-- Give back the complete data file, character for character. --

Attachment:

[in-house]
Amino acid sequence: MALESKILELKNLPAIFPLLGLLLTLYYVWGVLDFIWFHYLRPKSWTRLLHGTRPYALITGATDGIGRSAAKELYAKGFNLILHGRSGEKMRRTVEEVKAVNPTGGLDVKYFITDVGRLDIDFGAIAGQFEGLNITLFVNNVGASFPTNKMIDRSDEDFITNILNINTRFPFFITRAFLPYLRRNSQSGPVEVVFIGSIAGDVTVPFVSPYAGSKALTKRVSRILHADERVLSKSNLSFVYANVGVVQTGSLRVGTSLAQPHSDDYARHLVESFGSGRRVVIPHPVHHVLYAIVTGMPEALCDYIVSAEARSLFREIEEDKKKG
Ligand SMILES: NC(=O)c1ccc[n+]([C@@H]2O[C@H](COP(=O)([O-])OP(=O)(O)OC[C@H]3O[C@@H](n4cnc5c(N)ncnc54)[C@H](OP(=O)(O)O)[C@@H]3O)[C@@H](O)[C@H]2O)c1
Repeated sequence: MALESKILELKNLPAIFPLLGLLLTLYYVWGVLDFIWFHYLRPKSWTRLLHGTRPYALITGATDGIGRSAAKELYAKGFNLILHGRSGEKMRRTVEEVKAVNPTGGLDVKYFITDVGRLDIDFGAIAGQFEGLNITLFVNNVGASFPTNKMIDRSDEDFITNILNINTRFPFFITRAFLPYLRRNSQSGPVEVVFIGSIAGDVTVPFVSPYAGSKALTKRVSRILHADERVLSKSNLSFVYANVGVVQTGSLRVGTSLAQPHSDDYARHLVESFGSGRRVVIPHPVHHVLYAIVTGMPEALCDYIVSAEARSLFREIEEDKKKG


[in-house]
Amino acid sequence: MALESKILELKNLPAIFPLLGLLLTLYYVWGVLDFIWFHYLRPKSWTRLLHGTRPYALITGATDGIGRSAAKELYAKGFNLILHGRSGEKMRRTVEEVKAVNPTGGLDVKYFITDVGRLDIDFGAIAGQFEGLNITLFVNNVGASFPTNKMIDRSDEDFITNILNINTRFPFFITRAFLPYLRRNSQSGPVEVVFIGSIAGDVTVPFVSPYAGSKALTKRVSRILHADERVLSKSNLSFVYANVGVVQTGSLRVGTSLAQPHSDDYARHLVESFGSGRRVVIPHPVHHVLYAIVTGMPEALCDYIVSAEARSLFREIEEDKKKG
Ligand SMILES: NC(=O)c1ccc[n+]([C@@H]2O[C@H](COP(=O)([O-])OP(=O)(O)OC[C@H]3O[C@@H](n4cnc5c(N)ncnc54)[C@H](OP(=O)(O)O)[C@@H]3O)[C@@H](O)[C@H]2O)c1
Repeated sequence: MALESKILELKNLPAIFPLLGLLLTLYYVWGVLDFIWFHYLRPKSWTRLLHGTRPYALITGATDGIGRSAAKELYAKGFNLILHGRSGEKMRRTVEEVKAVNPTGGLDVKYFITDVGRLDIDFGAIAGQFEGLNITLFVNNVGASFPTNKMIDRSDEDFITNILNINTRFPFFITRAFLPYLRRNSQSGPVEVVFIGSIAGDVTVPFVSPYAGSKALTKRVSRILHADERVLSKSNLSFVYANVGVVQTGSLRVGTSLAQPHSDDYARHLVESFGSGRRVVIPHPVHHVLYAIVTGMPEALCDYIVSAEARSLFREIEEDKKKG